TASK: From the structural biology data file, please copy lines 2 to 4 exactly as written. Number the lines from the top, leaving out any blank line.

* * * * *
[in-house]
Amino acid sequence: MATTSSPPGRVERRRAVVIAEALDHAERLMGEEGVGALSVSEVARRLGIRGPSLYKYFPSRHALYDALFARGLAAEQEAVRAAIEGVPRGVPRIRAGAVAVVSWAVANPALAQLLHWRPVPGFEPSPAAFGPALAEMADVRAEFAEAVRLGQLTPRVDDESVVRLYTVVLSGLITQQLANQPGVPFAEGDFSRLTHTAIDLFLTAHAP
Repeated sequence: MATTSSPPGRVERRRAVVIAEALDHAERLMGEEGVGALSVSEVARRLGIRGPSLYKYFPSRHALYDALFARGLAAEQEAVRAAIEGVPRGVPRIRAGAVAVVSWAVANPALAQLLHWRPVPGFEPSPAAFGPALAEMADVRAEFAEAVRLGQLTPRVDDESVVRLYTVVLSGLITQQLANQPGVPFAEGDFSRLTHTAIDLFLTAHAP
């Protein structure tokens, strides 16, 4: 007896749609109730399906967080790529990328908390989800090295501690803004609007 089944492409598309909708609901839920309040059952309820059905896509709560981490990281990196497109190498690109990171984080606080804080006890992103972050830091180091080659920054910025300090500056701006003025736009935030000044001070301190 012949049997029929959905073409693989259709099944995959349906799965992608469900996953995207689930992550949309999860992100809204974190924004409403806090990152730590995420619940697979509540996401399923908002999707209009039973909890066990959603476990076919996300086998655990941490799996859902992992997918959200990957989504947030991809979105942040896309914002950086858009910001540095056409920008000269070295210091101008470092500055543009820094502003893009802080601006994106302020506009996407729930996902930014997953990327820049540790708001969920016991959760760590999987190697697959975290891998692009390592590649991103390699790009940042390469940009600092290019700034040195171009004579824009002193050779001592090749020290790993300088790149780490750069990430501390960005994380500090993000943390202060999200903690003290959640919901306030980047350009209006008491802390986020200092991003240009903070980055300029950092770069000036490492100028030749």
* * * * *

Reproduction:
Amino acid sequence: MATTSSPPGRVERRRAVVIAEALDHAERLMGEEGVGALSVSEVARRLGIRGPSLYKYFPSRHALYDALFARGLAAEQEAVRAAIEGVPRGVPRIRAGAVAVVSWAVANPALAQLLHWRPVPGFEPSPAAFGPALAEMADVRAEFAEAVRLGQLTPRVDDESVVRLYTVVLSGLITQQLANQPGVPFAEGDFSRLTHTAIDLFLTAHAP
Repeated sequence: MATTSSPPGRVERRRAVVIAEALDHAERLMGEEGVGALSVSEVARRLGIRGPSLYKYFPSRHALYDALFARGLAAEQEAVRAAIEGVPRGVPRIRAGAVAVVSWAVANPALAQLLHWRPVPGFEPSPAAFGPALAEMADVRAEFAEAVRLGQLTPRVDDESVVRLYTVVLSGLITQQLANQPGVPFAEGDFSRLTHTAIDLFLTAHAP
């Protein structure tokens, strides 16, 4: 007896749609109730399906967080790529990328908390989800090295501690803004609007 089944492409598309909708609901839920309040059952309820059905896509709560981490990281990196497109190498690109990171984080606080804080006890992103972050830091180091080659920054910025300090500056701006003025736009935030000044001070301190 012949049997029929959905073409693989259709099944995959349906799965992608469900996953995207689930992550949309999860992100809204974190924004409403806090990152730590995420619940697979509540996401399923908002999707209009039973909890066990959603476990076919996300086998655990941490799996859902992992997918959200990957989504947030991809979105942040896309914002950086858009910001540095056409920008000269070295210091101008470092500055543009820094502003893009802080601006994106302020506009996407729930996902930014997953990327820049540790708001969920016991959760760590999987190697697959975290891998692009390592590649991103390699790009940042390469940009600092290019700034040195171009004579824009002193050779001592090749020290790993300088790149780490750069990430501390960005994380500090993000943390202060999200903690003290959640919901306030980047350009209006008491802390986020200092991003240009903070980055300029950092770069000036490492100028030749």